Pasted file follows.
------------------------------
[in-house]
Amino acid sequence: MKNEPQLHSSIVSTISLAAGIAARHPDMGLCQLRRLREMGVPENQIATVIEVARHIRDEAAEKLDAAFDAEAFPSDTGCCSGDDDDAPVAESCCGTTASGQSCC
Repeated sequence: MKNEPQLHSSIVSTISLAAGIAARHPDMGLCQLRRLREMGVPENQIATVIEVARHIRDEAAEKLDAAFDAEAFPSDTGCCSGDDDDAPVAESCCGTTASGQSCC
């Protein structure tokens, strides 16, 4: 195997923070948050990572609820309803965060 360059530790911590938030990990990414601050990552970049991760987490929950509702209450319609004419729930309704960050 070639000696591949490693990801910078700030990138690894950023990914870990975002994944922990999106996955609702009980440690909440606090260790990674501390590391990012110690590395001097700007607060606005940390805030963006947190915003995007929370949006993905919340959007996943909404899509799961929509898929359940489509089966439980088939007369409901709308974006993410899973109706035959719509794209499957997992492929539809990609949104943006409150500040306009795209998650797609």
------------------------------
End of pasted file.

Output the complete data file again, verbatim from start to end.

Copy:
[in-house]
Amino acid sequence: MKNEPQLHSSIVSTISLAAGIAARHPDMGLCQLRRLREMGVPENQIATVIEVARHIRDEAAEKLDAAFDAEAFPSDTGCCSGDDDDAPVAESCCGTTASGQSCC
Repeated sequence: MKNEPQLHSSIVSTISLAAGIAARHPDMGLCQLRRLREMGVPENQIATVIEVARHIRDEAAEKLDAAFDAEAFPSDTGCCSGDDDDAPVAESCCGTTASGQSCC
């Protein structure tokens, strides 16, 4: 195997923070948050990572609820309803965060 360059530790911590938030990990990414601050990552970049991760987490929950509702209450319609004419729930309704960050 070639000696591949490693990801910078700030990138690894950023990914870990975002994944922990999106996955609702009980440690909440606090260790990674501390590391990012110690590395001097700007607060606005940390805030963006947190915003995007929370949006993905919340959007996943909404899509799961929509898929359940489509089966439980088939007369409901709308974006993410899973109706035959719509794209499957997992492929539809990609949104943006409150500040306009795209998650797609």